Who can participate?
Anyone! The only requirement is that you find an active bird nest, record the breeding activity and enter your data through the online Data Entry page on this web site (coming soon). We are especially interested in data on American Robin. If you are a teacher and the school yard has the potential for Robins to nest, you could incorporate this program as a special activity to your natural sciences' course.
Can I report nests from outside the city of Ottawa through this website?
No. We accept observations on nests from anywhere inside the municipal city limits of Ottawa. This is a larger area than the OBBC study area for the Point Count and Census Plot programs. If you have nest observations from outside Ottawa, you should submit them directly to the Ontario Nest Records Scheme or Project Nestwatch.
Can I record inactive nests?
No. We needs records of "actively used" nests, which correspond to nests that contain eggs or nestlings, or nests under active construction. Older nests from previous seasons should not be reported.
Can I enter data for birds in nest boxes?
Yes. Remember that before looking up in nest box, you should always give it a few taps in order for the female to leave the box. If the box has a panel which opens, you can directly look at its contents. If the box was not designed to be opened, you can try using a flashlight to see inside. This method can be a little bit difficult so if you cannot see the contents properly, you can still make important observations. If you see birds close to the nest, watch their behaviour. If you see them bring twigs or food (e.g., an insect), it means that they are building a nest or feeding young. Such observations can tell us whether the nest was at least partially successful. We ask you be very careful if you need to use a ladder or stepladder!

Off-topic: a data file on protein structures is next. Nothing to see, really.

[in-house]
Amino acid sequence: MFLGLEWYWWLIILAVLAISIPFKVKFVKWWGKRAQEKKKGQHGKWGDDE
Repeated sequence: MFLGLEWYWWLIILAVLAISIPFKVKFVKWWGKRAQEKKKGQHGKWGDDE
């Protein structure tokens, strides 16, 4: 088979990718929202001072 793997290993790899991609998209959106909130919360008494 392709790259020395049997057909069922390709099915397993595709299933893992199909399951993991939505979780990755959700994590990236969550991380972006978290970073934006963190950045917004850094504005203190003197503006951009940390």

How much time will this project take me?
The time you devote to the project is entirely up to you. However, you should keep in mind that if you find a nest and want to follow it through the nesting season, you will need to give a bit of your time, possibly a few hours, spread over two to four weeks. Although we accept records of nests that have been visited only once, we encourage you to make multiple visits (3-5 days apart) to the same nest as this provides us with valuable additional information.
Can my visits to the nest harm the birds or interfere with the nesting attempt?
This is unlikely if you are cautious while moving around the nest. In some situtations there may be an increased chance of predation from the observer leaving a track or scent-trail to nests. If you are careful and follow the instructions on our nest monitoring info page and the Nest Monitoring Code of Conduct this should not be a problem. Recent studies have shown that nests visited frequently had a similar rate of success to others left undisturbed between laying and fledging and birds, will continue to care for their young after being disturbed. However, the primary concern is for the safety of the nest and nestlings so if you feel your actions are causing undue stress to the birds please leave the area.
The nest is too high and I cannot see the contents. Do you have some suggestions?